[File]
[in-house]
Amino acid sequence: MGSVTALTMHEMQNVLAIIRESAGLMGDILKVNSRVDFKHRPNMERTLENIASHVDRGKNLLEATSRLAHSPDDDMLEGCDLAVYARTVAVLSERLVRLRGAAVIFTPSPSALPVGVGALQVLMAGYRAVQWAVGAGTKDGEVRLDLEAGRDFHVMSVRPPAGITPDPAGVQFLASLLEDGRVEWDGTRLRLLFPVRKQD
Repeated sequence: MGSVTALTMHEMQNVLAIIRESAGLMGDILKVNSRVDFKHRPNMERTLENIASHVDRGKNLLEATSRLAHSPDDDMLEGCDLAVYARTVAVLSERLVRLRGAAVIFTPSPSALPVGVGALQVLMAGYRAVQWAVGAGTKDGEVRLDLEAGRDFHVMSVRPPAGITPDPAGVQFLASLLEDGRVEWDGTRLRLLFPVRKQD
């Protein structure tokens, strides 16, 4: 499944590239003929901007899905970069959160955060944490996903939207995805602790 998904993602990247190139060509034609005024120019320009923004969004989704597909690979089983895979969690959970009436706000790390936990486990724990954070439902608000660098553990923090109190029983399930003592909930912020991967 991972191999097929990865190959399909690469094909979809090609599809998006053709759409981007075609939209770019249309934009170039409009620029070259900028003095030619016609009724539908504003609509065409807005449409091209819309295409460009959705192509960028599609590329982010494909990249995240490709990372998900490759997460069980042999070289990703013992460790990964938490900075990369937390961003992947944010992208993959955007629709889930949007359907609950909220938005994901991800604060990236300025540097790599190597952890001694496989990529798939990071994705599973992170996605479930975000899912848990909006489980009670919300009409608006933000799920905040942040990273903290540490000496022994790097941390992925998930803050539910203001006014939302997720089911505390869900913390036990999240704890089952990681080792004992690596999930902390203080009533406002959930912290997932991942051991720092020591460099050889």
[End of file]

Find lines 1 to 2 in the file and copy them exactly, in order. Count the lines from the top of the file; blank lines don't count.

[in-house]
Amino acid sequence: MGSVTALTMHEMQNVLAIIRESAGLMGDILKVNSRVDFKHRPNMERTLENIASHVDRGKNLLEATSRLAHSPDDDMLEGCDLAVYARTVAVLSERLVRLRGAAVIFTPSPSALPVGVGALQVLMAGYRAVQWAVGAGTKDGEVRLDLEAGRDFHVMSVRPPAGITPDPAGVQFLASLLEDGRVEWDGTRLRLLFPVRKQD